The Bishop Museum built on the original Kamehameha Schools campus at Kaiwiʻula in honor of the School’s founder was always meant to be for nā pua a Pauahi, a place for future generations of Hawaiians to kahu, steward, and draw strength from those treasured emblems of heritage.  Upon its completion, Mr. Bishop wrote to Princess Kaʻiulani, on April 7, 1892:

“I think you will be pleased with the little museum at the Kamehameha Schools. Its name is the ‘Bernice P. Bishop Museum’ – and contains only things belonging to the Pacific Islands. When your old ‘uncle’ is dead and gone, I hope that you will continue to take an interest in it for the sake of your dear friend and ‘aunt’ whose name it bears, and because of the love for her and for Hawaii nei which led to its establishment.” 

Kamehameha Schools itself was to be a malu, a puʻuhonua, a place of protection and support and to prepare for hard-earned opportunities that would help one become the best version of oneself. The Boys School had been running for nearly two-decades and the Girls School for eleven years when the Girls School Principal, Miss Ida Pope, sent a request to Mr. Bishop. She discussed the urgent need to provide living quarters for those among her graduates who had transitioned into the workforce and who were going to business college or normal school (to become teachers), but who had not yet married, nor had family to stay with. Because of strictures at the time, it was not socially acceptable for young women to live on their own or even to be employed without proper guardianship.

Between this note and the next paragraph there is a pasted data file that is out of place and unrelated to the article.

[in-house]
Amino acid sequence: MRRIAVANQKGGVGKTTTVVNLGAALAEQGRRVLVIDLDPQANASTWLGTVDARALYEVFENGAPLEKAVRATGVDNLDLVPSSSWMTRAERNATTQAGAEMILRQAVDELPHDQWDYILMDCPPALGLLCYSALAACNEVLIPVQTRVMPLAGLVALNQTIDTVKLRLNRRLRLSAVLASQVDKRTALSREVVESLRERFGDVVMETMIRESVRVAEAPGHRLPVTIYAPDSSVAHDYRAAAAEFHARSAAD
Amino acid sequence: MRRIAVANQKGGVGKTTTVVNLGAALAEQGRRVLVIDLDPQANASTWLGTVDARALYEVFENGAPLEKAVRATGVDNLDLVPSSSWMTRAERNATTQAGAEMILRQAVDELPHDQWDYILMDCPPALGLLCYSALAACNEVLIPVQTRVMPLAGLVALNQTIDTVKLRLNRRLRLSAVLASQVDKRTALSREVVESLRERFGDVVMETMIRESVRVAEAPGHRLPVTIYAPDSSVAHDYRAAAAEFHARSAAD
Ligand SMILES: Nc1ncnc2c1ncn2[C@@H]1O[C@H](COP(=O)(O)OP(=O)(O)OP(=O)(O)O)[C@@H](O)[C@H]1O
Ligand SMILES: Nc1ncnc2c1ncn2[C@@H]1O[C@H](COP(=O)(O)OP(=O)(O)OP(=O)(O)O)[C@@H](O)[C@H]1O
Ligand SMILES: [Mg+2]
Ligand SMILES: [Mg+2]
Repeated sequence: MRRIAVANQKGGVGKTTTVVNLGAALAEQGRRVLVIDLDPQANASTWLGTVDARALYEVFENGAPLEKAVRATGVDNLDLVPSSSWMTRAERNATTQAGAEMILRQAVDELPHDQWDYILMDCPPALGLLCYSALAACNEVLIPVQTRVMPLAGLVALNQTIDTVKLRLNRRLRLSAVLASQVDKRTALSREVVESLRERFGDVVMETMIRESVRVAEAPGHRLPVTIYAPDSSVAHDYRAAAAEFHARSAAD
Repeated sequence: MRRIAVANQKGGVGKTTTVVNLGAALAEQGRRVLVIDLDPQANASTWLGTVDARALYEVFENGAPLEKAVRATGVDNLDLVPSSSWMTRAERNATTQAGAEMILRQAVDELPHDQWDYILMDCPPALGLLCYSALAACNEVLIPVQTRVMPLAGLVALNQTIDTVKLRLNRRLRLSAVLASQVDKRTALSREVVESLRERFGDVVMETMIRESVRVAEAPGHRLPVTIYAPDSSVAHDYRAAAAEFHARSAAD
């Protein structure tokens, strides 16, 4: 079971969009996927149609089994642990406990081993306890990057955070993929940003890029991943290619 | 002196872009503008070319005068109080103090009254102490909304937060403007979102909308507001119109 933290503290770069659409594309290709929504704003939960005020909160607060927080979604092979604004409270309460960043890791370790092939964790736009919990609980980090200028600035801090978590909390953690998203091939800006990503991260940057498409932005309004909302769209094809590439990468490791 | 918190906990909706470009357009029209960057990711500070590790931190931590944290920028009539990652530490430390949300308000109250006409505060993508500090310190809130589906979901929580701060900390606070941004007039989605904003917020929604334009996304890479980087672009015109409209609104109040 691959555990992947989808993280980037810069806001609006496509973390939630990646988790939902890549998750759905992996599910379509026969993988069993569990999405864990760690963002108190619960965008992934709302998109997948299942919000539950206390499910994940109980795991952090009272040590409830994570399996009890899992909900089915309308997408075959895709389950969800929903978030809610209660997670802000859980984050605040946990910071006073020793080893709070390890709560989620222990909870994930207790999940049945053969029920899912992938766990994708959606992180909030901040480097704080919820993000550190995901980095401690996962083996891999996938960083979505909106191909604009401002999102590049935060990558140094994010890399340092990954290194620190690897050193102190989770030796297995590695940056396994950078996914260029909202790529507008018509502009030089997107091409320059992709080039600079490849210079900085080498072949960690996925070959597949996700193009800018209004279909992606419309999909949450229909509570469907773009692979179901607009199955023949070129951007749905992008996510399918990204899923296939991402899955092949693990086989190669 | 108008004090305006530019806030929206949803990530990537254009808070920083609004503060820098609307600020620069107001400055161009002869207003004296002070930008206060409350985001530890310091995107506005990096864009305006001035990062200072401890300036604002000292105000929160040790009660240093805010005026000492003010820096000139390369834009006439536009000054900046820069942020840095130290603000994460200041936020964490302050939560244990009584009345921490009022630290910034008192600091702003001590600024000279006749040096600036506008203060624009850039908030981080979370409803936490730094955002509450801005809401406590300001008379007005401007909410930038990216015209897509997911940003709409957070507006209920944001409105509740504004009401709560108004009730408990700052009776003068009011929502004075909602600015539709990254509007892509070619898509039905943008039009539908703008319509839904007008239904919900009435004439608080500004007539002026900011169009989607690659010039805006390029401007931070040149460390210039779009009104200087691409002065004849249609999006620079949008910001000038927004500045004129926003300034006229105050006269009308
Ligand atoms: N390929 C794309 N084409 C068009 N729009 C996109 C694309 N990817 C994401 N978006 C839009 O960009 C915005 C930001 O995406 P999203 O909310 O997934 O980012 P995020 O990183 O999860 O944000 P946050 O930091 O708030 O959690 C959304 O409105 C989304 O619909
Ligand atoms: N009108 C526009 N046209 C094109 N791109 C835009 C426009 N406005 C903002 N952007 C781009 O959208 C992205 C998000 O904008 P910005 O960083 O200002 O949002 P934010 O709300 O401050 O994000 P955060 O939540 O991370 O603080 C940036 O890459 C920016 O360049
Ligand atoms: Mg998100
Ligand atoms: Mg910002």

To support the young Hawaiian graduates, Mr. Bishop established the Kaʻiulani Home for Girls. It would be funded through the Kaʻiulani Trust, which he established in the name of his beloved niece, under the auspices of his own Charles Reed Bishop Trust.  

On April 24, 1903, Bishop addressed Mr. Joseph O. Carter, a Bernice Pauahi Bishop Estate trustee and one of the early directors of the Bishop Museum:

“A late letter from Miss Pope telling me of the steps taken towards opening a new Home for girls graduating from the boarding and Normal Schools, who intend to work for an honest living pleases me very much and I have had a little talk with Mrs. Henry Waterhouse, who is enthusiastic on the subject. Such good women as Mrs. F.W. Macfarlane, Mrs. S.C. Allen and others of their class cannot do a more useful thing to their race and the community than to stir up an interest in such girls and such a safe home for them, until they can have other homes and protectors.”